Question about bland naked neck

Discussion in 'Meat Birds ETC' started by punk-a-doodle, Nov 4, 2012.

  1. punk-a-doodle

    punk-a-doodle Chillin' With My Peeps

    Apr 15, 2011
    So I just tried my first heritage chicken, a 3.6 lb. naked neck (well, it was actually labeled 'turken', so I'm guessing it could have had anything thrown into the was likely one of the hybrid hatchery turkens). Over the last year, I purchased a Conish X, red ranger, and now the NN from the same family to get an idea of what I want to raise. I cooked all three birds using the same method for the sake of comparison. The Cornish X had a better texture than a store bought bird, but tasted the same as a store bird (bland). The red ranger has been our favorite by far so far with a firmer texture and delicious and rich flavor. I've never ravenously craved for seconds of roast chicken until that bird!

    Tonight, we roasted the turken. I was surprised to find that the turken was just as bland tasting as I find the Cornish Xs to be. It was buttery tender, a bit more put together than a Cornish X, but nothing like the firm bird I was expecting. The dark meat wasn't any darker than the red ranger. The turken did have the long, trim build of a heritage bird, but shorter legs than I was expecting. Everything I read had me looking forward to a firm bird with even more flavor than the red ranger. Pretty dang disappointed!

    So, do you think it was just butchered young? Were commercial meat bird lines likely thrown in? Any ideas on why I essentially ended up with a thin Cornish X?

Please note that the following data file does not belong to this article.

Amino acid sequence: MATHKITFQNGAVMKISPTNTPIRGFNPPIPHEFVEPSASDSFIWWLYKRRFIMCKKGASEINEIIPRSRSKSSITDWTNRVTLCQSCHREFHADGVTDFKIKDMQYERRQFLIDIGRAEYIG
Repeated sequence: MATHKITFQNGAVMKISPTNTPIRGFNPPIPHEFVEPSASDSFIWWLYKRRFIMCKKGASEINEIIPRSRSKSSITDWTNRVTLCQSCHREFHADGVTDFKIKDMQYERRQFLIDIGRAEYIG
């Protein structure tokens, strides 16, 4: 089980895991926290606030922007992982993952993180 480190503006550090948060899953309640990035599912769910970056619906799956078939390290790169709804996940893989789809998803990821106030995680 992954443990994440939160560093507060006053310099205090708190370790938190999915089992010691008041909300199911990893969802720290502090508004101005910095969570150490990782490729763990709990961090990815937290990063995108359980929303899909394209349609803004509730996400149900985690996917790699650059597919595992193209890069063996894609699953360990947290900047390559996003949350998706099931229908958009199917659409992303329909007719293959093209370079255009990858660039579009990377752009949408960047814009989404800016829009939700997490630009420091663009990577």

2. lynn1961

    lynn1961 Chillin' With My Peeps

    Feb 14, 2011
    south central Oklahoma
    That is an interesting compairison, we will be butchering buff orpingtons and welsummers to comapre to the cornish cross, to see if the taste is better. The cornish that we raised were free ranged, they were not real bland, but they sure were ugly, feed consuming, pooping machines. The wellies and buffs are penned up to decrease their running room, hope that we get decent meat from them.
  3. Oregon Blues

    Oregon Blues Overrun With Chickens

    Apr 14, 2011
    Central Oregon
    As they get older, the flavor will become more pronounced and the texture will get more firm, ending up at tough and chewy when the bird is fully mature.

    If you want more texture and more flavor, I suggest you butcher later. That even works for the Cornish Cross.

    My Cornish Cross have excellent flavor and texture. Nothing like supermarket chicken. But mine have lots of room, plenty of exercise and sunshine, and a more varied diet than the store birds had. I don't think it matters what breed. If you (generic you, not anyone specific) raise them in little cages so they can't move and feed them nothing but commercial feed, you are going to end up with something very close to grocery store chicken.
    Last edited: Nov 7, 2012
  4. punk-a-doodle

    punk-a-doodle Chillin' With My Peeps

    Apr 15, 2011
    Thanks guys. These were all pasture raised. I hear LF NNs are supposed to be more in the eight pound range when fully mature, so I'm guessing they were just butchered early? The red ranger was only a pound heavier, but man the flavor was good! Will have to try to find someone else to buy from after our move so we can keep comparing until it is time to raise our own. I'm also thinking that when it comes to heritage and DP breeds, that buying from a breeder rather than from someone with hatchery stock may actually make a big difference in the final product. Been amazed following the heritage bird threads at how different the two can be.

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